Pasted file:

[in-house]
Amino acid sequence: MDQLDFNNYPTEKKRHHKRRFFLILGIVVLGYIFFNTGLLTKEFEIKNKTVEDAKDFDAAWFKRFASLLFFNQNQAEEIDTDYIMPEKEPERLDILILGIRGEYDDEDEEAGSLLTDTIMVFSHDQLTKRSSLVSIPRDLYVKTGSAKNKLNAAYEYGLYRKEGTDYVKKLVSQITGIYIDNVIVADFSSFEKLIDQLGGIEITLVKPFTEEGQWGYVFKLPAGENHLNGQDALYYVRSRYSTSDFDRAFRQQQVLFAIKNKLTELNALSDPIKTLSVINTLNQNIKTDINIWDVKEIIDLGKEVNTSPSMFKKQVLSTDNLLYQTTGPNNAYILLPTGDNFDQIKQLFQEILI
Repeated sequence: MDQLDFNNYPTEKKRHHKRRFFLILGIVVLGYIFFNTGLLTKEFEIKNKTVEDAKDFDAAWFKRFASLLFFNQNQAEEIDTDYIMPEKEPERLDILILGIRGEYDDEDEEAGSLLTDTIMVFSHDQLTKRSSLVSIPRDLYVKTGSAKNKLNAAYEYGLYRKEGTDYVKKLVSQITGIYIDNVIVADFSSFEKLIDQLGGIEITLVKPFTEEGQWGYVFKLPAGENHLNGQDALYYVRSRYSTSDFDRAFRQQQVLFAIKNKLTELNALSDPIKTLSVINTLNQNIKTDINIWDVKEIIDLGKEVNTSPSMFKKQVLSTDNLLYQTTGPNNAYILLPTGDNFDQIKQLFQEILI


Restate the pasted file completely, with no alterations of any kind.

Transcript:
[in-house]
Amino acid sequence: MDQLDFNNYPTEKKRHHKRRFFLILGIVVLGYIFFNTGLLTKEFEIKNKTVEDAKDFDAAWFKRFASLLFFNQNQAEEIDTDYIMPEKEPERLDILILGIRGEYDDEDEEAGSLLTDTIMVFSHDQLTKRSSLVSIPRDLYVKTGSAKNKLNAAYEYGLYRKEGTDYVKKLVSQITGIYIDNVIVADFSSFEKLIDQLGGIEITLVKPFTEEGQWGYVFKLPAGENHLNGQDALYYVRSRYSTSDFDRAFRQQQVLFAIKNKLTELNALSDPIKTLSVINTLNQNIKTDINIWDVKEIIDLGKEVNTSPSMFKKQVLSTDNLLYQTTGPNNAYILLPTGDNFDQIKQLFQEILI
Repeated sequence: MDQLDFNNYPTEKKRHHKRRFFLILGIVVLGYIFFNTGLLTKEFEIKNKTVEDAKDFDAAWFKRFASLLFFNQNQAEEIDTDYIMPEKEPERLDILILGIRGEYDDEDEEAGSLLTDTIMVFSHDQLTKRSSLVSIPRDLYVKTGSAKNKLNAAYEYGLYRKEGTDYVKKLVSQITGIYIDNVIVADFSSFEKLIDQLGGIEITLVKPFTEEGQWGYVFKLPAGENHLNGQDALYYVRSRYSTSDFDRAFRQQQVLFAIKNKLTELNALSDPIKTLSVINTLNQNIKTDINIWDVKEIIDLGKEVNTSPSMFKKQVLSTDNLLYQTTGPNNAYILLPTGDNFDQIKQLFQEILI